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Old 02-10-2010, 05:07 PM   #1
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2010 Int'l 25' Battery Maint question.

I've had my stream about a week now and I've kept her on shore power the whole time. Have done a little driveway camping spend some time in there just to admire her, but not really living in her. She is at the rear of my house plugged in. Should I ever unplug her and to give the batteries a workout? Should I let them run almost to zero then charger it back up? Whats the best sequence. This weekend we will do more driveway camping. The week after that we are going to a park and camp there. then about every other weekend we will be on the road.

Thank-you so much,

Shane
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Old 02-11-2010, 11:25 AM   #2
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Shane,

What I think is not definitive, perhaps someone will have an expert correction. Plus, there are other threads concerning battery maintenance. I can say that a battery's life will be severly shortened the more times it is allowed to drain past 50%.

I find myself disconnecting for a week at a time and then being sure to reconnect and bring it back up. If you use the disconnect switch, then there should be no phantom drains and the battery should be just under fully charged when you reconnect.

Pat
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Old 02-11-2010, 01:15 PM   #3
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There are 2 phantom drains, the 2 detectors for Carbon Monoxide and Propane. With the disconnect switch off, ( ie no red light), it will take about 3 weeks for the batteries to go past 50%.

If you leave it connected to shore power all the time, about the only thing I can think of that will be used is the converter and its cooling fan.

John
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Old 02-11-2010, 01:23 PM   #4
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You can eliminate phantom drains by using a marine battery isolator, which completely disconnects the batteries from the trailer. If properly used, it can also reduce overcharging. Search this site for other forum entries on this subject.
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Old 03-09-2010, 03:58 PM   #5
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So Leave it Plugged for a week, then unplugged for a week and just keep rotating?

??????

Shane
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Old 03-09-2010, 05:30 PM   #6
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Quote:
Originally Posted by THEPILL View Post
So Leave it Plugged for a week, then unplugged for a week and just keep rotating?

??????

Shane
When I had a trailer in my driveway, I would charge it for 24 hours every 3 -4 weeks. I don't know what trailers have what converters, but unless you have a three stage converter that has a true maintenance mode, you can damage the batteries by staying connected to AC for too long a time, with no DC loads turned on .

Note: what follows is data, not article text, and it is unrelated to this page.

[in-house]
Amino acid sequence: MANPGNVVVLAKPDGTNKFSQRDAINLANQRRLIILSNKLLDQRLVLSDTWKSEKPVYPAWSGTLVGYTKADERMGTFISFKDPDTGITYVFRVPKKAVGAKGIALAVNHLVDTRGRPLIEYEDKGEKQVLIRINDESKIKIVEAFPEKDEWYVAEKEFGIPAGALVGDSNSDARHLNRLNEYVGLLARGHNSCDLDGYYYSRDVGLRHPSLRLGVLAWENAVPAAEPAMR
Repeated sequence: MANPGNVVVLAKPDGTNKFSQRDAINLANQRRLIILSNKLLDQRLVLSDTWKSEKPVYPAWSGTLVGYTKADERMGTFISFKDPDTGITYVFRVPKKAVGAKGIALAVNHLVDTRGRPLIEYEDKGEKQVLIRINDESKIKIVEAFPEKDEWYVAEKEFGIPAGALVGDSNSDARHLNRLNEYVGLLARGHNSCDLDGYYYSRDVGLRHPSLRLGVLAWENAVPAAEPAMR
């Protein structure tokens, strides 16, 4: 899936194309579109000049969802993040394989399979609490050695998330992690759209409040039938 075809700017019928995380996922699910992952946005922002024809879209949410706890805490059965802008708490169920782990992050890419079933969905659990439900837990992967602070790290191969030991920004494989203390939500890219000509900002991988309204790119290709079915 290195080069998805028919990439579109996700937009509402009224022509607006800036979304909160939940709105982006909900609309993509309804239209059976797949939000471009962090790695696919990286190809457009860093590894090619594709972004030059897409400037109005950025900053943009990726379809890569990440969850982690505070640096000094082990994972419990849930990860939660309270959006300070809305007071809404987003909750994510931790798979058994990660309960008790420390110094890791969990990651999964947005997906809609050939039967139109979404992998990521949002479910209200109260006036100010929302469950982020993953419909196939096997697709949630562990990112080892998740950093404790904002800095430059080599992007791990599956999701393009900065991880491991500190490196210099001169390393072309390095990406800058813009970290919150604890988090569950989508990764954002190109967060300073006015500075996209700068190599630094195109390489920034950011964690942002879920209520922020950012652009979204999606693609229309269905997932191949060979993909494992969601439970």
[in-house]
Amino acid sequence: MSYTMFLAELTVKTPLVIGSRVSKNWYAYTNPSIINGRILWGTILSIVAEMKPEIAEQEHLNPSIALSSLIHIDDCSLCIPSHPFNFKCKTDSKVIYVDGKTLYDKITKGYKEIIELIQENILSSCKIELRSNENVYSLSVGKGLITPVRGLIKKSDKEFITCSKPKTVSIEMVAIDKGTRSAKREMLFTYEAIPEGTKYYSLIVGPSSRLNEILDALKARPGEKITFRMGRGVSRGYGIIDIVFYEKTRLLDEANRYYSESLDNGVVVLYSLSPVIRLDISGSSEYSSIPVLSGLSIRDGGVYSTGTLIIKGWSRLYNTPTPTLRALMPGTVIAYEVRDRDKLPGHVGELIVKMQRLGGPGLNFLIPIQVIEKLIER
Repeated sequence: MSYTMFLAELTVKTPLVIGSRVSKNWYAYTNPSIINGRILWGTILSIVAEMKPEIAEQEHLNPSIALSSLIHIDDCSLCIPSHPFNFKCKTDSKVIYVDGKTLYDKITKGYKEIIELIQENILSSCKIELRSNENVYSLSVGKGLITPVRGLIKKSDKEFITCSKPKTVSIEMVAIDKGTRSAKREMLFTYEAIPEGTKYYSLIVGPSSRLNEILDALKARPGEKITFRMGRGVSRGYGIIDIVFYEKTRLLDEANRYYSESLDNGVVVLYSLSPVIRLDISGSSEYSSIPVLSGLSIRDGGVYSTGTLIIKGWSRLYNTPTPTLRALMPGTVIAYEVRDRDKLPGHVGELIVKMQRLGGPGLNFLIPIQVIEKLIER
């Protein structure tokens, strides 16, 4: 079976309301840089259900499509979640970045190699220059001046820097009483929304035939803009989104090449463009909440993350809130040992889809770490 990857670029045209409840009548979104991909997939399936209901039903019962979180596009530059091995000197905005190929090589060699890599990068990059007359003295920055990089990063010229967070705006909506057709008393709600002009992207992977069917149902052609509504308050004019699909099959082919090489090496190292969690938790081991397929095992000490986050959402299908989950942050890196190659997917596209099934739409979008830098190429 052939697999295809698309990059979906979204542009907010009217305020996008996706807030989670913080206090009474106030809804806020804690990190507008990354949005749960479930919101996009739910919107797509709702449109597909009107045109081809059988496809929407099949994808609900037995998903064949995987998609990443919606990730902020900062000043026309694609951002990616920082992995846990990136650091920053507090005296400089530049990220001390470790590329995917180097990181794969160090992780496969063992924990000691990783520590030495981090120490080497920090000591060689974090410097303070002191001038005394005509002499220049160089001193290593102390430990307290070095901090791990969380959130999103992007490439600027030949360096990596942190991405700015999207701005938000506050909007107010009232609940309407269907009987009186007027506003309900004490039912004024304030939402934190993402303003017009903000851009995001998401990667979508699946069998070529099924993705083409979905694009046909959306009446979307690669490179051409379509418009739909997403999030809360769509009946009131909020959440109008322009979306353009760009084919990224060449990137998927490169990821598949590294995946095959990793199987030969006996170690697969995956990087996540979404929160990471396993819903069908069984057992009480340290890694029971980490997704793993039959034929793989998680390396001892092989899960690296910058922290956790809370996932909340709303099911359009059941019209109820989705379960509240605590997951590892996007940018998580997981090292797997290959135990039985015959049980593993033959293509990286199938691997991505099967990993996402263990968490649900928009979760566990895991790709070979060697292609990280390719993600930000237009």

This is an excellent place to started reading.
http://www.bestconverter.com/
The owner is a forum member.

Regards,
Ken
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Old 03-09-2010, 08:13 PM   #7
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Try a timer

The converters installed by Airstream are not well temperature compensated will overcharge and run the batteries low on water if kept powered on constantly in hot weather.

My trailer is kept constantly powered while in storage. I use a heavy-duty lamp timer to power up my converter twice a day for 1/2 hour each time. My batteries are always well charged and never go low on water.
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Old 03-09-2010, 08:43 PM   #8
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For maximum battery life, do not discharge them repeatedly below 80% or approximately 12.5v while the battery is at rest, meaning no significant loads being drawn from the battery. If you do draw the batteries down to 80% or lower, you want to get them back up to full charge as soon as possible in order not to shorten their life.

This table is a guide to the state of charge at 77degrees and the batteries resting (no charge or discharge for appx 3 hours)

100% 12.7v
90% 12.6v
80% 12.5v
70% 12.4v
60% 12.3v
50% 12.2v
40% 12.1v
30% 12.0v
20% 11.9v
10% 11.8v
0% <11.7v

The problem with the factory charger converter is that it is a single stage charger meaning it will pump the same amount of charge into the batteries whether they need it or not. This will in time cook the batteries if they are continuously left connected. John Erwin's solution is a good work around, whereby he is limiting the time the charger is pumping into the batteries. The factory charger converters have a history of being unreliable. I would say that 1/2 the people I know with a later model Airstream with the Parallax charger/converter have had to replace the unit at least once. If you run into that situation you can use the opportunity to upgrade to a three stage charger/converter which will extend the life of your batteries. An example of such a unit is Parallax to Xantrex Upgrade

If you want to monitor exactly where you are with your batteries in regard to how much charge is going in or out and how charged they are you need a good battery monitor such as the Trimetric 2020. The factory monitor tells you nothing other than if there is some charge or if the batteries are dead. Trimetric TM2020 Battery Monitor System

Using these items and paying attention to how the batteries are charged, discharged and maintained, I have a pair of five year old Interstate lead acid batteries that still have very good capacity.
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